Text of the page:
Spotlight on … our Disability Group

Posted on 17th Mar 2022
Teenage boy and girl having a conversation using sign language

To mark Sign Language Week, we shine the spotlight this month on the work of our Disability Group. We talk to group facilitator Collette Gallagher to find out more …

Tell us about SCRA’s Disability Group? What’s the purpose of the group and who is involved?
SCRA’s Disability Group started over four years ago. It is a network which brings together staff within the organisation who have experience of disability either directly or indirectly, have professional experience of working with people who have a disability or have an interest in improving inclusion in relation to disability. We have a fantastic group of committed people who bring a wealth of experience. It includes operational staff who work in our offices at all levels, as well as staff from our head office functions including property, communications and human resources. The combination of operational staff and head office functions and the commitment which the group has to inclusion has been the key to our success over the past four years.

What sort of work has the group been focusing on?
The group has been led by staff input as to areas to focus on and we have very much been on a journey since we first started. We have tried to focus on specific areas so that we can really increase our knowledge and awareness about particular disabilities. Much of the work we have done to date has focused on autism and neurodiversity. Our staff told us that they wanted to increase their knowledge about this area and so we have worked hard over the past four years to provide our staff with the knowledge and tools they need to support them in helping others. In addition to autism, we have done a lot of work in understanding hidden disabilities more broadly and have recently rolled out the Hidden Disabilities Sunflower Scheme. Last year we also published our very first British Sign Language (BSL) Action Plan and have been working on the actions we identified within this. One of the actions is to make more of our information available in BSL format. We recently launched our Keeping The Promise Route Plan and produced six films with BSL, sub titles and audio and also have a dedicated BSL page on our website.

Is the group making a difference?
Absolutely, the group has made a significant impact to the work of SCRA. The fact that the group is still going after all these years is a testament to how committed our organisation is to improving inclusion and diversity. Staff have a much better understanding of how a young person with autism may experience coming to a Hearing and there are more tools for us to use to support that which is of benefit in ensuring children and young people can engage in their Hearings. I am really proud of the work we have done in relation to autism.  Staff also have a better understanding of Hidden Disabilities and what we can do both as an organisation and as individuals to support people who may need additional support. The highlight for me has been in rolling out the Hidden Disability scheme across all our Hearing centres and hearing the feedback from staff about this. This has been positively received by all our staff with many staff feeding back how proud being part of the scheme makes them feel.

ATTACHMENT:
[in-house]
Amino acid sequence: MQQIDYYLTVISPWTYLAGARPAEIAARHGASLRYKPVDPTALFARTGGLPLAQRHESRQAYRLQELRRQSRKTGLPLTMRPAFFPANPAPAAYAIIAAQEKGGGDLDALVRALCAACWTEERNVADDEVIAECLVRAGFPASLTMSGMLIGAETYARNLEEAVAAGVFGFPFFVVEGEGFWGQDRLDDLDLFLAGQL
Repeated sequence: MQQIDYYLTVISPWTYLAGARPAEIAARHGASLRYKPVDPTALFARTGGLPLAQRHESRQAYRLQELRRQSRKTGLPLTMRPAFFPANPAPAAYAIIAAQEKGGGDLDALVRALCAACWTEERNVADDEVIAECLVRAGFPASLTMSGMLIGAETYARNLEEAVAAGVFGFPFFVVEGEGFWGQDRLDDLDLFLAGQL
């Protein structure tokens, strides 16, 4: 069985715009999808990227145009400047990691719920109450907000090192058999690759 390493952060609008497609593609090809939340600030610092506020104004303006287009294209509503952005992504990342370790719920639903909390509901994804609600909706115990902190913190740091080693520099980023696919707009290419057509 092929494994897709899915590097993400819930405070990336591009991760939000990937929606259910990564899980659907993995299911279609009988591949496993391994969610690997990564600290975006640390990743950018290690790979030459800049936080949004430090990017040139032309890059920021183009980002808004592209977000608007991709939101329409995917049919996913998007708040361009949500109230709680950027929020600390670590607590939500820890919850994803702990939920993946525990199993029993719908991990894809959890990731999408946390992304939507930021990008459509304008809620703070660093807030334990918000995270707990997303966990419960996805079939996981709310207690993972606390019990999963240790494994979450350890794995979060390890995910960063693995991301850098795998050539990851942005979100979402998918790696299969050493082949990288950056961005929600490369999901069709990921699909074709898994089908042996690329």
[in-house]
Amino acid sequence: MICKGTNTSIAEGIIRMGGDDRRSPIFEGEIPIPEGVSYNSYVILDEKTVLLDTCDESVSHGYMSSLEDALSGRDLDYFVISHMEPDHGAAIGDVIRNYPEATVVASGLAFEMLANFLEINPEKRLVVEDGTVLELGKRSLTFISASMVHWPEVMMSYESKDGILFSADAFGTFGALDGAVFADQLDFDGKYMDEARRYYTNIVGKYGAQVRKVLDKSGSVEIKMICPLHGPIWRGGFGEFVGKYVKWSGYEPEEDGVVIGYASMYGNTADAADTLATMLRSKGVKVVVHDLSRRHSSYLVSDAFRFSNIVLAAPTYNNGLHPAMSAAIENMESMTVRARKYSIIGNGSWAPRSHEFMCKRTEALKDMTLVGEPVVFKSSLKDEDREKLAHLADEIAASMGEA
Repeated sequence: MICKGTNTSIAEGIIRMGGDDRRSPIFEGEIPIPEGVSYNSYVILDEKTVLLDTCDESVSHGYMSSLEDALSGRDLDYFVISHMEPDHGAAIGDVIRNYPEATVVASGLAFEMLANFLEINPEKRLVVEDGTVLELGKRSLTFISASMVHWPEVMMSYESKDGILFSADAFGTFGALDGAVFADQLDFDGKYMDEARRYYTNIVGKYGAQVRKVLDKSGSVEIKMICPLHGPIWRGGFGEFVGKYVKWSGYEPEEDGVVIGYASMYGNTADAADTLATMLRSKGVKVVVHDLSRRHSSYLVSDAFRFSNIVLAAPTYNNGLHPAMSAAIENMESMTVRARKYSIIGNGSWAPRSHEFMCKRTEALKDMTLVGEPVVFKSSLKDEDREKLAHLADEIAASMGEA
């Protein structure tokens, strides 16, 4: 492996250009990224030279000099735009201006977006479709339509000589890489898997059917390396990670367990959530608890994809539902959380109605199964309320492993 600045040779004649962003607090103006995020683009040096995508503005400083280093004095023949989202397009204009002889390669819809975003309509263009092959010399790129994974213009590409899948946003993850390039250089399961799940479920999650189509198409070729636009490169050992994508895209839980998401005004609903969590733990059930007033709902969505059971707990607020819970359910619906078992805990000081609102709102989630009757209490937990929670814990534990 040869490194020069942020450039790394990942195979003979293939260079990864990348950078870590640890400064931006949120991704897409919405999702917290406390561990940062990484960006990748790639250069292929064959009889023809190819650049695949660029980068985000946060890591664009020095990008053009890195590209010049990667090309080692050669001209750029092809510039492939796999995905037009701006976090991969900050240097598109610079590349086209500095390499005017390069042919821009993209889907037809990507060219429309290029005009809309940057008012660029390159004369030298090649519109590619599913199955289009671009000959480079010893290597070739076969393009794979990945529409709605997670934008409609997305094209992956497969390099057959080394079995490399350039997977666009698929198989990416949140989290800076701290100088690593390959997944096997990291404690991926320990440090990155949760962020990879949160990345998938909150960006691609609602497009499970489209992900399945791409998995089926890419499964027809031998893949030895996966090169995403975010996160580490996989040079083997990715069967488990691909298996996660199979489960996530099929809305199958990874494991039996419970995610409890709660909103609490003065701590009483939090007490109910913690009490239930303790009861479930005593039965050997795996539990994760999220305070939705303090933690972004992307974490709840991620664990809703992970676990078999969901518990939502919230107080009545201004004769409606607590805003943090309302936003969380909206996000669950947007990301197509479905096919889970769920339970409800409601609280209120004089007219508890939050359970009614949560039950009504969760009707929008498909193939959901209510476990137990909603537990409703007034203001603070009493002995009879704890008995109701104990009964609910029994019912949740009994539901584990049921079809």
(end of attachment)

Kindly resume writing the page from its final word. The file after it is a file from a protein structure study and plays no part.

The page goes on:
Do you involve others in the work? Experts/Hearings-experienced young people etc?
Yes, we have worked with third sector organisations to support our journey to becoming more inclusive in relation to autism and neurodiversity and have co-produced some amazing work including our film ‘Coming to a Hearing’ for people with autism which was scripted and filmed with one of the charities we have worked with to increase our understanding. We have also co-produced Visual Information guides about some of our Hearing centres. We did this with young people with autism as well as speech and language experts and Autism Network Scotland. We have also worked with the First Tier Tribunal for Scotland (Health and Education) chamber who have provided us with lots of support in our work in relation to creating our first sensory corner. We recently worked with Deaf Action to provide training to members of our Disability Group. We want to further expand the people that we work with, recognising that people with lived experience and professionals can enhance the work we do greatly.

What’s next for the group?
We are currently in our planning phase for next year. We want to build on the important work we have done to date and continue on our journey of improvement. We will continue our work in relation to autism and neurodiversity and hope to develop a full sensory room as our next project. We also want to ensure that we complete all our actions in our BSL action plan so you will see more information being translated into BSL and placed on our website.  We would really like to continue to build on our work in partnership with people or organisations who support people who have direct experience of accessing our services or of disability.

Would you welcome feedback/ideas on further improvements? If so, how can people get in touch?
I would absolutely love to hear feedback and ideas from people reading this. Please get in touch if you have suggestions, ideas or would like to give feedback on your experience of coming to a hearing or engaging with us. If you have feedback you can email You can also contact me at If you are a BSL user you can use contactSCOTLAND-BSL to contact us and if you would specifically like to give feedback on our BSL plan or disability related work we are or should be doing you can contact me using contactSCOTLAND-BSL on 0131 244 8665.

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